The Fifth Estate (15)
dir: Bill Condon
Let’s get the personal bit out of the way. How did Peter Capaldi do?
Any editor about to be in a Hollywood movie really wants something along the lines of Jason Robards. Ben Bradlee of the Washington Post may have made the tough calls over Watergate, but most of us think of him as Robards portrayed him in All the President’s Men – feet on desk, tie at half mast, barking gravelly instructions through a halfsmoked fag at Woodward and Bernstein. Or Redford and Hoffman, as we indelibly remember them.
No Robards for me, but Capaldi, who can do anything from demented, foul-mouthed Scottish spin doctors to all-knowing, allseeing time lords. An early version of the script did open with the Guardian editor drawling the following line: “Goddam impatient American assholes.” Which owed little to my Kentish Town roots, but did have a satisfyingly Robards, Martini-soaked growl about it. But the line got cut.
Instead, The Fifth Estate begins with Capaldi’s Rusbridger swearing at the former executive editor of the New York Times, Bill Keller. “Thanks very much for not giving a shit.” This did make me sit up and take notice. Although I never said any such thing, it suggested that Malcolm Tucker was about to be let loose on the Guardian newsroom.
But it doesn’t happen. Capaldi is rather understated and sotto voce. He could come and edit the Guardian any time. Dan Stevens is a very dashing deputy editor Ian Katz, though a touch colourless. My poor old colleague David Leigh – who had much to do with getting the WikiLeaks stories into publishable shape – is written out of the script altogether. And the heroic reporter Nick Davies emerges, via David Thewlis, as a bit more moth-eaten and cynical than he is in real life. Though the beaten-up leather jacket is spot on.
But the clue is in the title. This film is not really about a newspaper: it’s about the fifth estate – the rather more amorphous form of media that has not replaced newspapers (and I think won’t), but is nonetheless revolutionary, disruptive and disturbing. In good and bad ways. So, although the film begins and ends in the Guardian’s offices, the heart of it is really a buddy movie about Julian Assange and his collaborator on WikiLeaks Daniel Domscheit-Berg.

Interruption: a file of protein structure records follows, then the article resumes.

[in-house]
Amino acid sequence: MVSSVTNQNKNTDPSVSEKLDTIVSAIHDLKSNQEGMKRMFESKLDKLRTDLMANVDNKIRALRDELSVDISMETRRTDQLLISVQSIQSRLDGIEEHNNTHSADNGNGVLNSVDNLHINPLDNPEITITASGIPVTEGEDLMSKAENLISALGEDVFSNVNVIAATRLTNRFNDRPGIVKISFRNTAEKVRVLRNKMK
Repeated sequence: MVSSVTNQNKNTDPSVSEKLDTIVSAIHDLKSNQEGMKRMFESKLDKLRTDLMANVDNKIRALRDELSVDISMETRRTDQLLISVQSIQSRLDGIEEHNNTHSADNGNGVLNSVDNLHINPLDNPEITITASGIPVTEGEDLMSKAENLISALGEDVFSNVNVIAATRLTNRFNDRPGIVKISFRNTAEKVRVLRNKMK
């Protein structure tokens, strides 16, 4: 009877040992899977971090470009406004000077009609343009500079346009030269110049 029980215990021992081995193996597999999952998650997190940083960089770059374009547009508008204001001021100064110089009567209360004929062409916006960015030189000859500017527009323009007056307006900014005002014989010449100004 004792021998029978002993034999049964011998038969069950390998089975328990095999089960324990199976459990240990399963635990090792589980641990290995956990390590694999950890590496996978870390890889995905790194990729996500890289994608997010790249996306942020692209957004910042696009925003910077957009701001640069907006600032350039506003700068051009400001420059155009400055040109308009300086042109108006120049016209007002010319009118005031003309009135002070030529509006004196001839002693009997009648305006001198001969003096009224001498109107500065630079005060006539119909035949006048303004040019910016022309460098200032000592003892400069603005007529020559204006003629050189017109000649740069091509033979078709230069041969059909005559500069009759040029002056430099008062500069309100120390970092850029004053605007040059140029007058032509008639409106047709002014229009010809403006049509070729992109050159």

The film traces the evolution of WikiLeaks from its reasonably anonymous start, causing headaches to assorted banks, business and governments, to the moment it burst on to the global stage with the Iraq war logs and cables leaked by Chelsea Manning, published in partnership with the Guardian, the New York Times and Der Spiegel.
The two geeks bond. Berg initially has a kind of sweet puppy love for the whitehaired wizard of hacking. But, in time, the curtain is drawn back on Assange’s wizardry. The army of volunteers he keeps boasting about doesn’t actually exist. When it comes to minimising harm from the documents about to be released there is no one to do it. The geeks fall out.
If you’re not a geek, some of this may be a little dry and even hard to follow, but the film has two things at the heart of it which make it work – or did for me. One is the performance of Benedict Cumberbatch, who is stunning as Assange. The voice and the slightly jerky, stiff, awkward demeanour are just right. More importantly, he captures the kaleidoscopic nature of Assange’s make-up, as most people experience it: brilliant, difficult, rhetorical, paranoid, inspiring, odd, cold, warm, solipsistic, manipulative, strategic, scheming, devious, visionary, dismissive, impulsive, deliberate . . .
The film’s other strength is that it does seek to do justice to the revolution implied in its title. Josh Singer’s script cleverly (if at times earnestly) grapples with the nature of the disruption at the heart of WikiLeaks: the mayhem being caused to media, business, intelligence, government, banking, diplomacy and plain old tyranny.
There’s a well-acted, if speculative, subplot within the US state department involving Laura Linney and Stanley Tucci. There’s a made-up bit about extracting a possibly compromised source in Libya. The Capaldi/ Rusbridger character has to suffer a lecture from Thewlis/Davies about “churnalism” as C/R opts for Diana over the US primaries. Most of this is make-believe.
But the bigger picture is true and important. Manning and Assange – and Berg – started something hugely significant. The part played by the not-much-celebrated-thesedays fourth estate was also vital. WikiLeaks did something historic, frustrated in part, as the film suggests, by the characters of those involved. Yet the idea won’t go away. Ryan Gosling as Edward Snowden?
Alan Rusbridger is the editor of the Guardian